Pollution barrier: Skincare active ingredients necessary to combat environmental aggressors
20 Mar 2023 --- Daily exposure to pollution particles can take a toll on skin health, leading to early signs of aging. Air pollution from exhaust fumes and smog, particulate matter, cigarette smoke and other toxins in the environment have an impact on skin appearance.
PersonalCareInsights delves into recent research in anti-pollution skincare to highlight potential formulation solutions for the beauty and personal care industry.
“Put simply, air pollution is a collection of particles and gasses that fill the air around us, both indoors and outdoors. Invisible to the eye, pollution is caused by many different things like industrial smog, gasses, smoke and even changes in weather. And when at a high level, it’s not only harmful to the planet but to our skin too,” says Kasia Tate, global head of R&D in Skincare and Makeup at The Body Shop.
“Many types of pollutants are known to cause oxidative stress. Oxidative stress is the term for when there’s an imbalance of free radicals and antioxidants on the skin. This can lead to common skin problems such as – dryness and sensitivity, premature skin aging and blemishes.”
Tate utilizes her expertise in organic chemistry and engineering to develop skincare and makeup formulations. She suggests that “a good protective routine doesn’t have to be a chore;” instead, it requires following a couple of steps in everyday skincare to maintain the skin barrier and reduce oxidative stress on the skin from environmental aggressors.
Skin health protection
Unilever Prestige brand Paula’s Choice details that the harmful effects of pollution can be combated with skincare products with APF – anti-pollution factor. “This indicates that the product contains a blend of antioxidants and skin-replenishing ingredients which help to reduce and counteract the visible effects of pollution,” the brand shares.
Paula’s Choice Defense line primarily aims to prevent skin damage caused by pollution.
“The Defense collection contains the essential products your skin needs to neutralize the negative effects of pollution. Each product contains an exclusive APF that shields skin from airborne pollutants, helping skin repair its stressed-out appearance, becoming even-toned, stronger and noticeably vibrant so you will see healthy, radiant skin now and for years to come,” the brand states.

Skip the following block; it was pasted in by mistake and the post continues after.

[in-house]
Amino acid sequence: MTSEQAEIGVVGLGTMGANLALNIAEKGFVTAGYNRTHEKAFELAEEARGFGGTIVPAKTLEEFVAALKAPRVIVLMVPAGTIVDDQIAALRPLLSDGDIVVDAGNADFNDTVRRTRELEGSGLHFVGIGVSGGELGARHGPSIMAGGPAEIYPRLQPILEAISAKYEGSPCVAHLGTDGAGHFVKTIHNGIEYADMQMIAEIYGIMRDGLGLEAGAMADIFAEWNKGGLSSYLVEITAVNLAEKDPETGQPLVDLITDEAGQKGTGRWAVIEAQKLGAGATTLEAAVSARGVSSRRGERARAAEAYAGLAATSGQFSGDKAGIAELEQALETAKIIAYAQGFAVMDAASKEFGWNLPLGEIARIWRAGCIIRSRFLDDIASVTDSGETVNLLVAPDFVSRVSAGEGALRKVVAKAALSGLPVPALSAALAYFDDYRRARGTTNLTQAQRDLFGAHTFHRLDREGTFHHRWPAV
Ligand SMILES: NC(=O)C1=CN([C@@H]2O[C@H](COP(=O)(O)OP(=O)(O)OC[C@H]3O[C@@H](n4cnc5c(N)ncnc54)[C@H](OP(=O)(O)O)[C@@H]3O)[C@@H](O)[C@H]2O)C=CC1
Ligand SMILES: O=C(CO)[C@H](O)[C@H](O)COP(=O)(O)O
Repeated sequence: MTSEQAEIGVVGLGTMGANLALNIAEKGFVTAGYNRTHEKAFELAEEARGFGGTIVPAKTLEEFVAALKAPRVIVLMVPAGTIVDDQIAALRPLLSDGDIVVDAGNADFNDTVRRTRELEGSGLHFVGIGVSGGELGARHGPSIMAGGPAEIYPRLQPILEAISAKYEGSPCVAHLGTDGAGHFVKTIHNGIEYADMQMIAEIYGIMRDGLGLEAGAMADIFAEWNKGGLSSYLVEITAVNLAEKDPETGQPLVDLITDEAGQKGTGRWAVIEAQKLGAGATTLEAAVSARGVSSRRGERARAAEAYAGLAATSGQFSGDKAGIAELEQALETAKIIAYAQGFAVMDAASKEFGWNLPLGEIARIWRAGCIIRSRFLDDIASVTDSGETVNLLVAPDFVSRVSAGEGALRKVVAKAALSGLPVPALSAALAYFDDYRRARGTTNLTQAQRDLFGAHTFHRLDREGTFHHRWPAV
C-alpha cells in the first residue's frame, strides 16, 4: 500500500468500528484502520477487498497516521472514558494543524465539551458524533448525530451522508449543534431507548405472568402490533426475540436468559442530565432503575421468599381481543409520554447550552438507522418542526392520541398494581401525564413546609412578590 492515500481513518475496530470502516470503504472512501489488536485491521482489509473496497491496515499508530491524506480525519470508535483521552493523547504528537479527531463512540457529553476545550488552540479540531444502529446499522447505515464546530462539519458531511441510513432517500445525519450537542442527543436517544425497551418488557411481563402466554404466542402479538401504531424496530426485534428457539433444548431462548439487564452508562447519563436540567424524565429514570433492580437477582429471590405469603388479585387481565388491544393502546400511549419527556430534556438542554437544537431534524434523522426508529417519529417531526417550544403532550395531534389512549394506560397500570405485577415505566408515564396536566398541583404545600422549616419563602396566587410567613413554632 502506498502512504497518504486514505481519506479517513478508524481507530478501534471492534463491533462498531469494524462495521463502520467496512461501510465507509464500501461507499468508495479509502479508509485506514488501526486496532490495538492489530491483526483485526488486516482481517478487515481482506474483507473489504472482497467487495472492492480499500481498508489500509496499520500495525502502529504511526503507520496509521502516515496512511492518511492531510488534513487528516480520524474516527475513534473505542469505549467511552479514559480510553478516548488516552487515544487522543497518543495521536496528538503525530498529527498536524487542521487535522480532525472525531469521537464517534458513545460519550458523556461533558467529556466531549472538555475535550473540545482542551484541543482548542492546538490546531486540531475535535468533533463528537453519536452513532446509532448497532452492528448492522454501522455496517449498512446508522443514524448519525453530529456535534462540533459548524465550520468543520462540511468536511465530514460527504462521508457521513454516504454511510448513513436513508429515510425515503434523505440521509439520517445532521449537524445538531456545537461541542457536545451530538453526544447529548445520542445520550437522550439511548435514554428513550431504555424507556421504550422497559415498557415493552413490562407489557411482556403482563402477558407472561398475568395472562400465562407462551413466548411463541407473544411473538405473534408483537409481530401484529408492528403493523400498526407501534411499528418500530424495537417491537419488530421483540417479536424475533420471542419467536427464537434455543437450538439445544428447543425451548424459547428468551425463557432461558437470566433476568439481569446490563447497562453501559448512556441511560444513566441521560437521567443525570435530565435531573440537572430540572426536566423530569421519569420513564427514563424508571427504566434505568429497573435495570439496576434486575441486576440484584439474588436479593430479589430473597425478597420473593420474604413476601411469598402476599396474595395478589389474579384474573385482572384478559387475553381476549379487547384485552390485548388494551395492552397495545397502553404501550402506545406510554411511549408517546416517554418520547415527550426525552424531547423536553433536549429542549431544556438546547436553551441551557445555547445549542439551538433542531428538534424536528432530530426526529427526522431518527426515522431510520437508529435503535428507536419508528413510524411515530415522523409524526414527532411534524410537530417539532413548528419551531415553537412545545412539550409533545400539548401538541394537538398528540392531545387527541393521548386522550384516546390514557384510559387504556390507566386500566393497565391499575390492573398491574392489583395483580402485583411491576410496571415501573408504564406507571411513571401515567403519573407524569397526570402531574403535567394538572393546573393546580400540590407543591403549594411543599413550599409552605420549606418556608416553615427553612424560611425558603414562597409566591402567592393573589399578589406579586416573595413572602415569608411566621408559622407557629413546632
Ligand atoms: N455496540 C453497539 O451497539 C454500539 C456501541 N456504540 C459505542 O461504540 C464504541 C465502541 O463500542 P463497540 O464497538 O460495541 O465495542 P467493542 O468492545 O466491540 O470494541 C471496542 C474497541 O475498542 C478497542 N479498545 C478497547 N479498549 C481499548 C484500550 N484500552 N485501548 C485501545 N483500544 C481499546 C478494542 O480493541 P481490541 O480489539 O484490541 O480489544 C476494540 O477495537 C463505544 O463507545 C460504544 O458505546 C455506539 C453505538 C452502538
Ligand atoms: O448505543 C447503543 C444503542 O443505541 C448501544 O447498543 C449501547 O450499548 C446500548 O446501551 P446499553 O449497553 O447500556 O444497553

Meanwhile, The Body Shop Edelweiss Liquid Peel and Edelweiss Daily Serum Concentrate are products touted to clear skin and protect against pollution. While the peel helps remove impurities, lifting away dirt, dust and grime from the skin, the light, fast-absorbing serum concentrate forms an invisible veil over the skin to help protect against indoor and outdoor pollution.
Global market researcher Innova Market Insights found that anti-pollution claims in skincare have grown by 14% within five years between 2017/Q4 – 2018/Q3 vs. 2021/Q4 – 2022/Q3. Of these product launches, Europe leads at 54%.
While more than half of the launches were for facial and neck moisturizers, aftershave is driving innovations.
“Glycerol was the most used ingredient for anti-pollution-based products and yeast extract is the fastest-growing ingredient,” the researcher shares.
Antioxidant and anti-aging
A recent research published in Cosmetics demonstrated that Indian sandalwood oil could potentially serve as a protective and anti-aging active ingredient in cosmetics and dermatology against environmental stressors.
“We described in this study a novel property of Indian sandalwood oil as a protective active ingredient against the detrimental effect of environmental stressors in vitro and on human skin ex vivo,” the authors elaborate.
The antioxidant efficacy of Indian sandalwood oil using a cellular antioxidant assay was explored. The test substance “significantly” reduced the level of reactive oxygen species induced by the peroxyl initiator – a free radical generating compound.
The Indian sandalwood oil was also shown to subsequently protect HaCaT cells against the oxidative stress induced by environmental stressors such as blue light and cigarette smoke. Its protective effect against the detrimental impact of pollution (cigarette smoke and ozone) was also monitored using a more complex model – human skin explants.
“The results presented in this study suggested that Indian sandalwood oil has the potential to serve as an active ingredient in dermatology for protection against environmental stressors in addition to its already existing fragrance and aromatherapy applications,” the authors write.
“Following more in-depth studies, Indian sandalwood oil may also serve as a promising candidate in its use as a multipurpose ingredient in cosmetics care.”
By Radhika Sikaria
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